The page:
Earlier this year, I participated in a special project through the Alliance of the Disability Advocates, which is the Center for Independent Living in the Raleigh, NC region. It was called the Me Too project. The goal of the project was to increase empathy and support within the disability community. Various individuals with an assortment of disabilities shared their own personal stories. I was filmed to talk about my life as a way to encourage others who may have cerebral palsy or other types disabilities. At the beginning of each person’s segment, the individual states their name followed by the tagline, “Me Too.” A couple of months after my video came out (https://vimeo.com/232980207), Alyssa Milano and numerous actresses started the #MeToo movement which went viral. In case you’ve been living under a rock, the #MeToo movement is a way to show how prevalent sexual assault has become, not only in Hollywood and the media but society in general. The premise behind the movement is to have women (and men) to share their stories of sexual assault on their social media accounts using “#MeToo.”
As a result of this movement, lots of prominent men have been ousted and have lost their prestigious positions throughout all of society. Actors, politicians, news reporters, music moguls, entertainers, and chefs were not shielded from the wrath of this very justified cultural reckoning. When this first occurred, I made light of the way the #MeToo movement swallowed all the attention from the “Me Too” videos that I was involved in. The deeper I think about the issue, the more I realize that the two movements fit together very well. The fact is that many people with disabilities experience sexual assault, especially if that disability has an intellectual component. According to documents found on The Arc website:
“People with severe intellectual disability may not understand what is happening or have a way to communicate the assault to a trusted person. Others with a less severe disability may realize they are being assaulted, but don’t know that it’s illegal and that they have a right to say no. Due to threats to their well-being or that of their loved ones by the abuser, they may never tell anyone about the abuse, especially if committed by an authority figure whom they learn not to question. In addition, they are rarely educated about sexuality issues or provided assertiveness training. Even when a report is attempted, they face barriers when making statements to police because they may not be viewed as credible due to having a disability.”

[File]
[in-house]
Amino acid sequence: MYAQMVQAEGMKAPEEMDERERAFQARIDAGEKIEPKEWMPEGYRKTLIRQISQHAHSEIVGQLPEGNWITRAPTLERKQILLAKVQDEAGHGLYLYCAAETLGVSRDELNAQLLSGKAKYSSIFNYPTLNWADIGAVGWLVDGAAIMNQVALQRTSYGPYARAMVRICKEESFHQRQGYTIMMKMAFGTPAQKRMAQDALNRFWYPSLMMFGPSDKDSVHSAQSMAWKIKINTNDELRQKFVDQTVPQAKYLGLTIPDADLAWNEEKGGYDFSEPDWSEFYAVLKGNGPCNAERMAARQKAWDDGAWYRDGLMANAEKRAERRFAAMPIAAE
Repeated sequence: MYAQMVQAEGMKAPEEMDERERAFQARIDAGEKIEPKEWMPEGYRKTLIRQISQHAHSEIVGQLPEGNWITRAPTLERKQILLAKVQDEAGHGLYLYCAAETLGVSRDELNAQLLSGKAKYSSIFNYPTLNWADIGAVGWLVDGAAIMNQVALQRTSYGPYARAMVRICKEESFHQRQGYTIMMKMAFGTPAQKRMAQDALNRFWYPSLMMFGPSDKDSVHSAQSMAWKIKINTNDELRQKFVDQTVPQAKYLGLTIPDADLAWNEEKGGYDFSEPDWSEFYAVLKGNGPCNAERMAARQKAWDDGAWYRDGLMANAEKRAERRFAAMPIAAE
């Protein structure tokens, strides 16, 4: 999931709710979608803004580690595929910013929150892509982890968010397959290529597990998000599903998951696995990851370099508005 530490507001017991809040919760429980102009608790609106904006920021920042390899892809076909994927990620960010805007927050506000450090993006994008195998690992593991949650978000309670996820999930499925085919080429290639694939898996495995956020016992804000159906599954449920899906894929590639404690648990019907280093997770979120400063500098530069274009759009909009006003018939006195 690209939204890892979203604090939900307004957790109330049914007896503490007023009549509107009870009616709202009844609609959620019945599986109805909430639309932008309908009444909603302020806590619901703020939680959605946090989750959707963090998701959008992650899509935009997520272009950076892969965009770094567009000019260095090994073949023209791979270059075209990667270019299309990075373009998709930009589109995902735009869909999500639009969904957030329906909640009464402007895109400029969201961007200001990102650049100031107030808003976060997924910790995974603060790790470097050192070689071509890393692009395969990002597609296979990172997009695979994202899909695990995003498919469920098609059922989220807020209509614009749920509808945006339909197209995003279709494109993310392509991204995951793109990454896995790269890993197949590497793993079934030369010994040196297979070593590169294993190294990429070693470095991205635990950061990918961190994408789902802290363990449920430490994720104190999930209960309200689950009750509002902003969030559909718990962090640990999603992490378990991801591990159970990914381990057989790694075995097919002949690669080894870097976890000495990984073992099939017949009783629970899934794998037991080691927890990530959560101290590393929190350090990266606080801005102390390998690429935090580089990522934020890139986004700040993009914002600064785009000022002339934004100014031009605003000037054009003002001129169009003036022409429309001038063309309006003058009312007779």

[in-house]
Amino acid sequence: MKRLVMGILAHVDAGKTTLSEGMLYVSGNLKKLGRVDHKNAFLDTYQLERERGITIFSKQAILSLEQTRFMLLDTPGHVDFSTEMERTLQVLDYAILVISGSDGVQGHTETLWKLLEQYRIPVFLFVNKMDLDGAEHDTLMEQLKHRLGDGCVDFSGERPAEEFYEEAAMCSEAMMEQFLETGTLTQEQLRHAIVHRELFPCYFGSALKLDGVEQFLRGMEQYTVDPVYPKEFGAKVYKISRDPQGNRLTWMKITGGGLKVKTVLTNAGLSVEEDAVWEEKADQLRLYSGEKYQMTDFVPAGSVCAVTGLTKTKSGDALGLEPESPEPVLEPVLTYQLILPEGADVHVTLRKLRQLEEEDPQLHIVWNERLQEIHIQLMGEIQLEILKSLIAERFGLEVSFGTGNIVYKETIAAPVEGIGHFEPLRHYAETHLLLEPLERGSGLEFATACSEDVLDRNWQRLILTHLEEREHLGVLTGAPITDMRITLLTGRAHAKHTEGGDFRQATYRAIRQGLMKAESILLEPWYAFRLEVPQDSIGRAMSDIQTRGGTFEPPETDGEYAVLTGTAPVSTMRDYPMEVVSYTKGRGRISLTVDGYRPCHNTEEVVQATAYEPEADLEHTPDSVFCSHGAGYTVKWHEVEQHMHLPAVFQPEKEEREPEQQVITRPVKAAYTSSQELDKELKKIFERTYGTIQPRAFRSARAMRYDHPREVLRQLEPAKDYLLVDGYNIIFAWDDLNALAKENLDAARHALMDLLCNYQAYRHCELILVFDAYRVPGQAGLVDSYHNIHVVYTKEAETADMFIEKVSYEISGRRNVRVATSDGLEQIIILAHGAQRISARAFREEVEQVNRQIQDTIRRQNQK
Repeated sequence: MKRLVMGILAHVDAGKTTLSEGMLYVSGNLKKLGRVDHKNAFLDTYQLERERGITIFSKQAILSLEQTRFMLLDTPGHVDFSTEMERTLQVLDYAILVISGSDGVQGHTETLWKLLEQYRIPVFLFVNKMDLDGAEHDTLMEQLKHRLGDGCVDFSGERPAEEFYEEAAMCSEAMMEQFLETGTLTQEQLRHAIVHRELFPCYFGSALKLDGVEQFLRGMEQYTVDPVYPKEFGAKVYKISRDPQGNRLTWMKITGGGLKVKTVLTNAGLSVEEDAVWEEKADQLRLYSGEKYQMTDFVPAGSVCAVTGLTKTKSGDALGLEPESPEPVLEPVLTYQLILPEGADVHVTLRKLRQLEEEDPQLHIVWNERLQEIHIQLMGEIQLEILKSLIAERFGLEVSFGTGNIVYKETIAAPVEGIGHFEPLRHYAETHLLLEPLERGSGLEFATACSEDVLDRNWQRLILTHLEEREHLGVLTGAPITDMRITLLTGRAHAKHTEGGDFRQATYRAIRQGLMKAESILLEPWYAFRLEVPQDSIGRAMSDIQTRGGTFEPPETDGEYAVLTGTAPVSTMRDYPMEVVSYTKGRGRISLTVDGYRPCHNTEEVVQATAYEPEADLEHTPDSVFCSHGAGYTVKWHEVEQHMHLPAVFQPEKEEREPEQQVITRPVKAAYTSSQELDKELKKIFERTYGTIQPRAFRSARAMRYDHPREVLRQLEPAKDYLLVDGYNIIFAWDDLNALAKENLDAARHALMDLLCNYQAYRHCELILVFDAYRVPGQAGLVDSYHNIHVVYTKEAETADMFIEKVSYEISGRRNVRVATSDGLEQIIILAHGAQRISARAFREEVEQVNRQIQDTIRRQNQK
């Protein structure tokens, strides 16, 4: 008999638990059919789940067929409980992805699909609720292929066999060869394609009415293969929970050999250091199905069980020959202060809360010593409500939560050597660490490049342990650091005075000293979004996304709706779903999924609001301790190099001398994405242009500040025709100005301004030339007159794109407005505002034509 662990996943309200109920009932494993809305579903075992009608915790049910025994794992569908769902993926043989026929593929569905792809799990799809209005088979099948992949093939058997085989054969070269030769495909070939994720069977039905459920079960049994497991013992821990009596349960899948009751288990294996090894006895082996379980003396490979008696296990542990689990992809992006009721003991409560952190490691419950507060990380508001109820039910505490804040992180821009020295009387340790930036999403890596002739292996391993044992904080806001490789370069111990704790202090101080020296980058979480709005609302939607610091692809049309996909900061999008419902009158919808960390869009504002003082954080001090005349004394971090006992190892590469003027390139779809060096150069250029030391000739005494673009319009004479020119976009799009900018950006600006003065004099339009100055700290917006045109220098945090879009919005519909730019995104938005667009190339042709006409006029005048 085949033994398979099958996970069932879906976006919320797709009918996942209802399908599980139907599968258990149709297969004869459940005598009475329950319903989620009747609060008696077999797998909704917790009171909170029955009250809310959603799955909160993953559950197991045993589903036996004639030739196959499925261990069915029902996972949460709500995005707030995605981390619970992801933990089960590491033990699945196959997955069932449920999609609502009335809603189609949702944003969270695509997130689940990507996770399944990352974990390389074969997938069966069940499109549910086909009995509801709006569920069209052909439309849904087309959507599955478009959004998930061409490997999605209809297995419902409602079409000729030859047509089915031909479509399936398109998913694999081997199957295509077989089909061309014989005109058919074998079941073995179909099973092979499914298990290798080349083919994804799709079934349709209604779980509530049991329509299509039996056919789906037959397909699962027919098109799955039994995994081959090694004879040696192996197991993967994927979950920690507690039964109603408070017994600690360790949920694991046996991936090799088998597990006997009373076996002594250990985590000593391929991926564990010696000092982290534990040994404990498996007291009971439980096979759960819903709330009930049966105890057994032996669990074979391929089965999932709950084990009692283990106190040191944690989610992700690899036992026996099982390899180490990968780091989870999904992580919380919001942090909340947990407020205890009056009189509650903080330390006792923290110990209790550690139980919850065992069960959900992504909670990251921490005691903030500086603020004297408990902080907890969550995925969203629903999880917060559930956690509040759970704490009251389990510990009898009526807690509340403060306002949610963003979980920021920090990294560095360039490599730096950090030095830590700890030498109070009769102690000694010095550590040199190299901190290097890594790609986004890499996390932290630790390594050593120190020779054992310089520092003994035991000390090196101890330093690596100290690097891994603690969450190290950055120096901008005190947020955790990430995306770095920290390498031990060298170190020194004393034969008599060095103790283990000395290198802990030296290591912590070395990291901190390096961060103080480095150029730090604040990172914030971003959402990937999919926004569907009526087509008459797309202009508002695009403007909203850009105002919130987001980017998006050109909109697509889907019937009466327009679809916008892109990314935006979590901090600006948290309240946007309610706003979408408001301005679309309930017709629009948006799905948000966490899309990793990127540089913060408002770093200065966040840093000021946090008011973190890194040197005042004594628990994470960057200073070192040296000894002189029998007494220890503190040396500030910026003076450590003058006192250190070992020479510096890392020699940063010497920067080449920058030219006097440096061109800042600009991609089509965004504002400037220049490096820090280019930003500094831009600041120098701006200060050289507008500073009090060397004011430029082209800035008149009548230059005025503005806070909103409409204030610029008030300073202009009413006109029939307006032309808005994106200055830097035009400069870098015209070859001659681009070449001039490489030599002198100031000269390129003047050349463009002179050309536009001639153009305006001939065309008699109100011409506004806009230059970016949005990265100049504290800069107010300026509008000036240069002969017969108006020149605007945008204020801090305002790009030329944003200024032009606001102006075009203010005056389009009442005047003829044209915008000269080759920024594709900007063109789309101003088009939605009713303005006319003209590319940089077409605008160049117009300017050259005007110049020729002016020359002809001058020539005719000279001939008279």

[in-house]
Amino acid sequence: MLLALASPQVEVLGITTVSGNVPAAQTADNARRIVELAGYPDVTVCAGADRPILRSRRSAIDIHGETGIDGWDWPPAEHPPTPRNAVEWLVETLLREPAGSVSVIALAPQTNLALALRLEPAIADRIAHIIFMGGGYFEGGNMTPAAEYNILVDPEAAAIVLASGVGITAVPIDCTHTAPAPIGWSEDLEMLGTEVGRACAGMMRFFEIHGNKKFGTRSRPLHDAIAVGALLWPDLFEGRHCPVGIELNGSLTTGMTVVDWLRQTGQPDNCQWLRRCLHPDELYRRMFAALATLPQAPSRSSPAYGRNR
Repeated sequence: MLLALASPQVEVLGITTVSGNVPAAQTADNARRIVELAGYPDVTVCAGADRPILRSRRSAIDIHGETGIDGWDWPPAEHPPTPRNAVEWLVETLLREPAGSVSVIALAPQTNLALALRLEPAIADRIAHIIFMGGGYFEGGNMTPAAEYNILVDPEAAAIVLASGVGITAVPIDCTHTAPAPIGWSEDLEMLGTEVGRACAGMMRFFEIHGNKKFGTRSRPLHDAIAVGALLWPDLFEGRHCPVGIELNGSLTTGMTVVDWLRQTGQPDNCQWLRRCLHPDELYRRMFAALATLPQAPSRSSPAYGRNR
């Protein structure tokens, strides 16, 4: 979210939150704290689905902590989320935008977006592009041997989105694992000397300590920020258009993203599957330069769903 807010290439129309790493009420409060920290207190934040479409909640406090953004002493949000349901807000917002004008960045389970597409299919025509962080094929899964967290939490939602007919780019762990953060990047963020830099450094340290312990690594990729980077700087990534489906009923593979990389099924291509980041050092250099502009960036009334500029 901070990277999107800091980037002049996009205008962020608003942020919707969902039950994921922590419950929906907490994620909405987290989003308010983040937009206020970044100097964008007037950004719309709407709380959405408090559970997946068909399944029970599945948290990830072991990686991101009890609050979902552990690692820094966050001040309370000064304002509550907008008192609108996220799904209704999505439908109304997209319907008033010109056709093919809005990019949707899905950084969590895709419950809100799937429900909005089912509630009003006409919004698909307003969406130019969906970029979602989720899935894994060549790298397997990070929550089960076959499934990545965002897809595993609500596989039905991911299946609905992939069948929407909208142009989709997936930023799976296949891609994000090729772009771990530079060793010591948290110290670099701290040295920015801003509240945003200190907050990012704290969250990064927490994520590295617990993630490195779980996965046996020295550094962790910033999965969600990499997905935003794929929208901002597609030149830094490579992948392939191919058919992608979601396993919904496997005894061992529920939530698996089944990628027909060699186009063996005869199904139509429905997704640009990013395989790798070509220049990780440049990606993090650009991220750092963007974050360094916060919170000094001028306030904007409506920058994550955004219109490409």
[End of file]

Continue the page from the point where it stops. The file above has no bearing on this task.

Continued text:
I have been fortunate to have staff members of high character, so, for the most part, I have no direct experience of that kind of abuse. With the benefit of hindsight, I know of at least one inappropriate conversation sometime in the 3rd grade. My assistant at the time was a woman, and she was trying to lose weight. She kept saying to me how sexy she would be after the weight loss and how popular I would be with the other students because of my association with her. Like they talk about in The Arc article, I never mentioned that incident, and she was eventually fired for other unprofessional behavior. Looking back, that was probably a blessing, because I don’t know what that would have led to.
Since this blog is about disability and sexual assault, I need to talk about one of the apologies given by a former president who was accused for inappropriately touching women. Two women came forth with accusations against former President George H.W. Bush for touching their behinds during photo ops and telling the off-color joke stating that his favorite magician was “David Cop-a-Feel.“ I need to preface this by thanking President Bush for his work on the ADA, and he will always have an important legacy in the disability rights movement. He gave an apology through his spokesperson that stated:
“At age 93, President Bush has been confined to a wheelchair for roughly five years, so his arm falls on the lower waist of people with whom he takes pictures. To try to put people at ease, the president routinely tells the same joke — and on occasion, he has patted women’s rears in what he intended to be a good-natured manner. Some have seen it as innocent; others clearly view it as inappropriate. To anyone he has offended, President Bush apologizes most sincerely.”
I’ll just state that I’ve been “confined” to a wheelchair longer he has. Although I don’t like the word confined, that’s beside the point. I’ve never used my being in a wheelchair as an excuse or pretense to grab someone inappropriately or used my disability to cover up a sexual assault charge. It seems to me like an easy cop-out. I imagine I feel similar to the way LGBT individuals might feel about Kevin Spacey trying to cover up his behavior by coming out after allegations of sexual misconduct. It appears he has received a ton of criticism from the gay community and has even led to him losing many acting opportunities, basically ending his career.
It was long overdue for this movement to surface. I was surprised by how many of my friends who were brave enough to come out with their #MeToo stories and I support them completely. Their stories were the catalyst for me to write on this topic. Hopefully, there will be a paradigm shift in those who wield some type of power and lead to fewer acts of sexual misconduct. I just don’t want people with disabilities to be forgotten in this important moment for our society, both in this country and in the world.
That’s How I Roll…….